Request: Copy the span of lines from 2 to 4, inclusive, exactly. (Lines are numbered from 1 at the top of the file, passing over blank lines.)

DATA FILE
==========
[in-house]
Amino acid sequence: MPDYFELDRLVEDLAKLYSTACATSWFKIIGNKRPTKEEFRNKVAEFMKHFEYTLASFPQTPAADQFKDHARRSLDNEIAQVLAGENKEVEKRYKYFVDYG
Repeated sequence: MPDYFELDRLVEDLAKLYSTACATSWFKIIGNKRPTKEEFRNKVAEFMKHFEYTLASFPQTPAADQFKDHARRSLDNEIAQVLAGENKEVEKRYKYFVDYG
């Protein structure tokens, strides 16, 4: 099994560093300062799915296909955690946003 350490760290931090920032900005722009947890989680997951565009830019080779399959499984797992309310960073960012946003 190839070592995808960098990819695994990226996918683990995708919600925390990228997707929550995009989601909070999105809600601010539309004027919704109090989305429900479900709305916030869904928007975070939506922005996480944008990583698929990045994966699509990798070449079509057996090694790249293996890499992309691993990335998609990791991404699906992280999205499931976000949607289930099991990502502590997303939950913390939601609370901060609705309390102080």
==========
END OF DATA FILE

Amino acid sequence: MPDYFELDRLVEDLAKLYSTACATSWFKIIGNKRPTKEEFRNKVAEFMKHFEYTLASFPQTPAADQFKDHARRSLDNEIAQVLAGENKEVEKRYKYFVDYG
Repeated sequence: MPDYFELDRLVEDLAKLYSTACATSWFKIIGNKRPTKEEFRNKVAEFMKHFEYTLASFPQTPAADQFKDHARRSLDNEIAQVLAGENKEVEKRYKYFVDYG
């Protein structure tokens, strides 16, 4: 099994560093300062799915296909955690946003 350490760290931090920032900005722009947890989680997951565009830019080779399959499984797992309310960073960012946003 190839070592995808960098990819695994990226996918683990995708919600925390990228997707929550995009989601909070999105809600601010539309004027919704109090989305429900479900709305916030869904928007975070939506922005996480944008990583698929990045994966699509990798070449079509057996090694790249293996890499992309691993990335998609990791991404699906992280999205499931976000949607289930099991990502502590997303939950913390939601609370901060609705309390102080």